I have a bunch of pictures taken without an intervalometer that I'd like to assemble into a time lapse video. Is there a method of using the pictures' randomly spaced timestamps to space the frames correctly in time? Preferably using linux.

  • Interesting question. I'm not sure file time-stamps are sufficiently precise for this though. – Itai Dec 23 '15 at 18:46
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    I'm talking about a shot every few hours, so the time-stamp should be accurate enough. – tkw954 Dec 23 '15 at 18:57
  • Interesting idea. What is the range of variation in time that you're talking about? – junkyardsparkle Dec 23 '15 at 20:50
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    You would need to add duplicate frames to fill in gaps to balance out the time, maybe fading the two images together to ease transition. Are you asking for a program that can do this or another technique automatically, or would you be willing to manually composite the frames into a video? – wedstrom Dec 23 '15 at 21:24
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    I'm voting to close this question as off-topic because this question is about creating a video. – dpollitt Dec 30 '15 at 14:54

That sounds relatively easy to do "programmatically" if you wish to just have an equal time space per frame and are happy for an image to repeat until it fills its time allotment. You could do this with most programming languages without treating the images as other than files.

I assume that file date & time represent EXIF data. If not this can be set using eg jhead. Then:
1. Decide what basic time period you want between frames. If you set this to < or << the minimum actual the adjustment will be smoother.
2. Make a date-time ordered file list with file-name and date-time in it.
3. Use a program to calculate time between adjacent frames and thus number of replications required.
4. Copy current frame to duplicate frames using same name followed by eg a numerically ascending count.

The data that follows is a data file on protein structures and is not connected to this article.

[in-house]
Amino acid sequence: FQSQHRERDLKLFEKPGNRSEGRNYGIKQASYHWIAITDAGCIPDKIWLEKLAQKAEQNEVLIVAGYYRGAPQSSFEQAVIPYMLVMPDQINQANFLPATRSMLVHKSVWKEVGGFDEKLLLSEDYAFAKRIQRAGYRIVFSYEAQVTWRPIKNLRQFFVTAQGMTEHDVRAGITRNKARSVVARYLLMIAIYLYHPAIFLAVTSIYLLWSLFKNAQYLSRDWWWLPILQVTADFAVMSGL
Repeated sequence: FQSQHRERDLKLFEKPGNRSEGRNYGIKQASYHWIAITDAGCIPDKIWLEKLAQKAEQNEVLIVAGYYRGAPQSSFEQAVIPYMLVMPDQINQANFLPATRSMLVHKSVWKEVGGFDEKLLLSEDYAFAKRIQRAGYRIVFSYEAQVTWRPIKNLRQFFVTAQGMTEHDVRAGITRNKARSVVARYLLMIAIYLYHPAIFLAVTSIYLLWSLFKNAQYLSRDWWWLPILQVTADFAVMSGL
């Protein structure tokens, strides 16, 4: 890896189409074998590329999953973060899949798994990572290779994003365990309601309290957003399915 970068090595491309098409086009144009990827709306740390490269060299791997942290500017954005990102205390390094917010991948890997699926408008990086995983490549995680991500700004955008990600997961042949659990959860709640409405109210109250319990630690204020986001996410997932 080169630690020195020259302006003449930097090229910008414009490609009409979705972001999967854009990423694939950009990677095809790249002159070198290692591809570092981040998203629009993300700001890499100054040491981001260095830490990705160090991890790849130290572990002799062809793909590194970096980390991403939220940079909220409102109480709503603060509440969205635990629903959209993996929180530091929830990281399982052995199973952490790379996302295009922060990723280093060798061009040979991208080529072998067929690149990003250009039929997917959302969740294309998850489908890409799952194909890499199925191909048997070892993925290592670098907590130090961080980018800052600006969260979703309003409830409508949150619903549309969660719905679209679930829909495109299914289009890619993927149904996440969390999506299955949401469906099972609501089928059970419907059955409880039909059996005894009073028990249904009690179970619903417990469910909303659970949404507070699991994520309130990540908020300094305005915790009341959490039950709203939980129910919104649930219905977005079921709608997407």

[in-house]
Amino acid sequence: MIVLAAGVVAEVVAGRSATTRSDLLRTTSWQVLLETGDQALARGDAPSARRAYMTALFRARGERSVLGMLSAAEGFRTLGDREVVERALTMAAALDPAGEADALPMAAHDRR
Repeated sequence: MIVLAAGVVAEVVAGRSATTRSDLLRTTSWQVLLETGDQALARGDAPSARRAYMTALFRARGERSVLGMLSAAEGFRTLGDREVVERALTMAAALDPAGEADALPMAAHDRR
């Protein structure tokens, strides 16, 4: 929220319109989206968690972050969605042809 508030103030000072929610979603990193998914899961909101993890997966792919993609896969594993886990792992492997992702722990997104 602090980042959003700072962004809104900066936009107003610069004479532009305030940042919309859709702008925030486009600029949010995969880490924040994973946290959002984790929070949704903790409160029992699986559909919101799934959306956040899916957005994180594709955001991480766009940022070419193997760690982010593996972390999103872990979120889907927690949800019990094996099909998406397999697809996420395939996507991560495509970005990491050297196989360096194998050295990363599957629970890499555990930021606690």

5. QED

eg if you have the following files
DSC09876 1100
DSC09877 1200
DSC09878 1320
DSC09879 1410

Minimum time between here is 1410-1320 = 50 minutes. Set time step at say 10 minutes
Produce files
DSC09876a 1100
DSC09876b 1110
DSC09876c 1120
DSC09876d 1130
DSC09876e 1140
DSC09876f 1150

DSC09877'a 1200
DSC09877`b 1210
DSC09877'c 1220
DSC09877'd 1230
DSC09877'e 1240
DSC09877'f 1250
DSC09877'g 1300
DSC09877'h 1310

DSC09878a 1320
DSC09878b 1320
.... DSC09878a 1350
DSC09878a 1400

DSC09879 1410

All files which are named the same except for the last digit (a, b, c, ... are identical.


This sounds like a job for AVISynth (or the Linux alternative AVXSynth).

AVISynth is a frame server that accepts scripted input files. It would certainly be possible to write a script in AVISynth that could do this.

Is AVISynth easy to learn? Definitely not, but if you are comfortable with programming it is a very powerful way of piecing together videos from a variety of still images formats and video feeds.


You could use Blender in video clip edit mode.

  • Optionally, rename the pictures to indicate second+frame values (this makes later work easier)
  • Import all images into the nonlinear editor (one button push actually),
  • Place images to the appropriate frame.
  • Render Animation (match the framerate you used in calculating the second+frame values for the filenames).

The entire process can be scripted.

You can also use any nonlinear video editor for the same action, but most of them does not have an API for scripting.

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